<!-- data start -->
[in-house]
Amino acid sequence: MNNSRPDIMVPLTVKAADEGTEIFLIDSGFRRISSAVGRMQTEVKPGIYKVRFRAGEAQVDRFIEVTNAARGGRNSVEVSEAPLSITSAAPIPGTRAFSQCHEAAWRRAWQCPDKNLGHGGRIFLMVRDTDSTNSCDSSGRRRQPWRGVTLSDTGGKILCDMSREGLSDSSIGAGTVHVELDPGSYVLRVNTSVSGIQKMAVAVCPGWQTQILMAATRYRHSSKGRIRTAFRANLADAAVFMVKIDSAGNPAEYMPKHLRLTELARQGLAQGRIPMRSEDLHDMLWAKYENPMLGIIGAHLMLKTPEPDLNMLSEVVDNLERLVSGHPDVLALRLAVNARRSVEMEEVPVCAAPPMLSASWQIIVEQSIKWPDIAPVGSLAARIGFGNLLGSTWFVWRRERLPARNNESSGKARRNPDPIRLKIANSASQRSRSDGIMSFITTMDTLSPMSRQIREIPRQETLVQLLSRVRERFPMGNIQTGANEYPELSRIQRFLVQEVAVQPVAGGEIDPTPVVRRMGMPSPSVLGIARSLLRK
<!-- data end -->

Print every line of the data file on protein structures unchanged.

[in-house]
Amino acid sequence: MNNSRPDIMVPLTVKAADEGTEIFLIDSGFRRISSAVGRMQTEVKPGIYKVRFRAGEAQVDRFIEVTNAARGGRNSVEVSEAPLSITSAAPIPGTRAFSQCHEAAWRRAWQCPDKNLGHGGRIFLMVRDTDSTNSCDSSGRRRQPWRGVTLSDTGGKILCDMSREGLSDSSIGAGTVHVELDPGSYVLRVNTSVSGIQKMAVAVCPGWQTQILMAATRYRHSSKGRIRTAFRANLADAAVFMVKIDSAGNPAEYMPKHLRLTELARQGLAQGRIPMRSEDLHDMLWAKYENPMLGIIGAHLMLKTPEPDLNMLSEVVDNLERLVSGHPDVLALRLAVNARRSVEMEEVPVCAAPPMLSASWQIIVEQSIKWPDIAPVGSLAARIGFGNLLGSTWFVWRRERLPARNNESSGKARRNPDPIRLKIANSASQRSRSDGIMSFITTMDTLSPMSRQIREIPRQETLVQLLSRVRERFPMGNIQTGANEYPELSRIQRFLVQEVAVQPVAGGEIDPTPVVRRMGMPSPSVLGIARSLLRK